Once Upon a Time In Hollywood
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Devastating picture; it rightfully can be called a horror movie, a real-life horror is depicted graphically in this black and white masterpiece. The nightmarish images of the bombed out Berlin create an unforgettable effect; the problems of the Germans in the immediate aftermath of the war are shown in minute details, with the center being a little boy, an innocent victim of the transpired events. Very forceful cinema, that doesn't shove into your throat its political bias or anything like that; it's way more effective in its cold-blooded portrayal of life itself. The shot of the boy running his hand over his disillusioned face at the end will forever stay in my mind.
A movie about a boy who is trying to survive in a ruined Germany where everyone is just trying to survive and not caring about the other. Most of the time you are scared what will happen to the boy next and heartbroken how he is forced to take a bigger share on everybody else's wellbeing than a boy of that age can in any way handle. Very good movie, but also sad and unfair.
The most well-crafted film of the trilogy, with sweeping camera moves and intricately staged long single takes.
The idea of this world is terribly sad, a society facing it's karma, living in shambles, leeching off each other. Edmund is first seen attempting to get a job as a 13 year-old undertaker, desperate to work to feed his family - he's kicked out. What does it say about a society when the most seemingly available job is to bury masses of dead humans?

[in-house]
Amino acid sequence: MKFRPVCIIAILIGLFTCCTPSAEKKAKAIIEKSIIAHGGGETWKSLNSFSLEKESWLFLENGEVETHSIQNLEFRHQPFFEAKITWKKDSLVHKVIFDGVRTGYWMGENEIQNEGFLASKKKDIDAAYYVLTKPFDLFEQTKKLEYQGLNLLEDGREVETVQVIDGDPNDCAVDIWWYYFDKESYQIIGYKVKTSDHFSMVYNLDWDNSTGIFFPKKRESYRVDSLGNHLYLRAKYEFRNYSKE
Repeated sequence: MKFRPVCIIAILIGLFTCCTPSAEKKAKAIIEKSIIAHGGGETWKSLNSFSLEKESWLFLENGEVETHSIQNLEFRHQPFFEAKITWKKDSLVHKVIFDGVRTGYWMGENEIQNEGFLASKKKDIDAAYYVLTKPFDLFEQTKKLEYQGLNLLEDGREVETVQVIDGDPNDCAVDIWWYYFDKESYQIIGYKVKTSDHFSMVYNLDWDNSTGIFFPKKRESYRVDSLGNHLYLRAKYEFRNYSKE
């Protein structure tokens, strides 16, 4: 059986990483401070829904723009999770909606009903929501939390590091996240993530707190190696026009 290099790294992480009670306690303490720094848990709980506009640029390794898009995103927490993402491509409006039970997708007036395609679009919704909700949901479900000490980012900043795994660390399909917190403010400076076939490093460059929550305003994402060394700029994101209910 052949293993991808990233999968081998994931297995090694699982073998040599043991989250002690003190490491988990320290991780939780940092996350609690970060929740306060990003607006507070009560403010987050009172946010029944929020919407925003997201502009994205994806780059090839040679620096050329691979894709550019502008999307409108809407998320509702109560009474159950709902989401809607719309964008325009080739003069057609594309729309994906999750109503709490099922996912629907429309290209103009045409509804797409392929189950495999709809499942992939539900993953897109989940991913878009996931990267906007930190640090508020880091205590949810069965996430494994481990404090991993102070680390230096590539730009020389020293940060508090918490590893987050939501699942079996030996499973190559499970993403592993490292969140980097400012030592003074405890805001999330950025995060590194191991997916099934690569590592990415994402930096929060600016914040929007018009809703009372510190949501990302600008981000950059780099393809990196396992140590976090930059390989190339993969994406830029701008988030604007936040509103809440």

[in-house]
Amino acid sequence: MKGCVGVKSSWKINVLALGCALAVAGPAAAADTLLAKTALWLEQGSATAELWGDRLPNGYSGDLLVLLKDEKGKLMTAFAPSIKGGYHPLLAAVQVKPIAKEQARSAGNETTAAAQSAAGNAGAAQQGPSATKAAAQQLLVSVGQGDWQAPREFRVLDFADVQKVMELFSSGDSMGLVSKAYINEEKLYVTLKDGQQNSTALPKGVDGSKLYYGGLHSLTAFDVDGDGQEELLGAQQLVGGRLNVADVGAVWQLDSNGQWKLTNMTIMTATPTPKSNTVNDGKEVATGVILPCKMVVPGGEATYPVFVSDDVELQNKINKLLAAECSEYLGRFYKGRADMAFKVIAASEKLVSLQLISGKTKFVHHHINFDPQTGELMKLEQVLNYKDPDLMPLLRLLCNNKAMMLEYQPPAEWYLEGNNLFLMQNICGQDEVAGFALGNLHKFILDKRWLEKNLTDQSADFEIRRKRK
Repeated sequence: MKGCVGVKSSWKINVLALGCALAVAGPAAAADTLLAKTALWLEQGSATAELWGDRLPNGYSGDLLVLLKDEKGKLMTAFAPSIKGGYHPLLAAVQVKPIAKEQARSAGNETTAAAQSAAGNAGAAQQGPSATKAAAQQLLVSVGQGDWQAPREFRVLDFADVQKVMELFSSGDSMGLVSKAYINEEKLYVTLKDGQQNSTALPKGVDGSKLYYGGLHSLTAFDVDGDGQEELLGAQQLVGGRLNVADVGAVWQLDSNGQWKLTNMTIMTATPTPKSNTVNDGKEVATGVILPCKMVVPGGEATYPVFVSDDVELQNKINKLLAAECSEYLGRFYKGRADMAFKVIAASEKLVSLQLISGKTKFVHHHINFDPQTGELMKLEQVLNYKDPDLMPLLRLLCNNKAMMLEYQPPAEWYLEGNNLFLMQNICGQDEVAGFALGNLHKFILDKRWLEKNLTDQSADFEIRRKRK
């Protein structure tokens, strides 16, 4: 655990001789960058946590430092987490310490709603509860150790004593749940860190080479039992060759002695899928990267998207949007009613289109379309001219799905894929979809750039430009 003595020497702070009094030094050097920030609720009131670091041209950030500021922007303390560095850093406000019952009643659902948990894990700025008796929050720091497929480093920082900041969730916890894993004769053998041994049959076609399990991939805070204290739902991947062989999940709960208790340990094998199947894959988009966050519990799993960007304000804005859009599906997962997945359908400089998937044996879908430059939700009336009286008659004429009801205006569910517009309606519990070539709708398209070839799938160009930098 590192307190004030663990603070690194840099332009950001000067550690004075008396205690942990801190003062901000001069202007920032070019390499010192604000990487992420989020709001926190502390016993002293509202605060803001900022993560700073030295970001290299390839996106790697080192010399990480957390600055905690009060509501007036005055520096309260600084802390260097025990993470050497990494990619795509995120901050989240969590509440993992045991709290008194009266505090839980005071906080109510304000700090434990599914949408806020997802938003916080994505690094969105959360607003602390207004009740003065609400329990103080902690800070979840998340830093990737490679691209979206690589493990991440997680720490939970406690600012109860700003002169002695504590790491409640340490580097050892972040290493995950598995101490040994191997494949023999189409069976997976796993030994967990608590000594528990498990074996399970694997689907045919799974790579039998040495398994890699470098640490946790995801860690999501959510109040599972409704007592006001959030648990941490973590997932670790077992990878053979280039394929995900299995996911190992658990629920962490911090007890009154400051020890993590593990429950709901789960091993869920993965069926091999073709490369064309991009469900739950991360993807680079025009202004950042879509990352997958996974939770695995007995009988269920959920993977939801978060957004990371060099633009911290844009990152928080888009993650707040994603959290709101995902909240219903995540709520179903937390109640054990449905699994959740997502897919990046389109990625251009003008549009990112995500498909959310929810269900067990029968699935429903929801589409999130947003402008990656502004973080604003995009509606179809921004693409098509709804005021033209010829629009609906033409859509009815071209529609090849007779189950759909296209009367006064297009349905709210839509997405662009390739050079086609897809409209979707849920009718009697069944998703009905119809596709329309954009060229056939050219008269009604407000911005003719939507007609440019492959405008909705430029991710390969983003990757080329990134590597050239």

It also deals with the exploitation of children, prostitution; everyone is desperate to feed themselves, and will do so by any means. There are no standards, it's survival. We always think we have to look to the future for a post-apocalyptic world, but this society already faced it.
The score is sinister and well composed music, but distracting with sloppy transitions at times.
This is a very powerful film from director Roberto Rossellini, shot in location in Berlin immediately following the end of WWII. This neo-realist film tell the story of a 12 year boy who spends his day rummaging for food and items for trade to help support his family, which includes a very ill father, a brother hiding from police, and his sister. Gradually the boy ventures down a dark path that forever changes him. The location shooting of the ruins in Berlin really help set the tone for the film which many describe as extremely bleak, and i would have to concur. This is a powerful and emotionally draining film, but very much worth watching as the conclusion to Rosellini's WWII trilogy.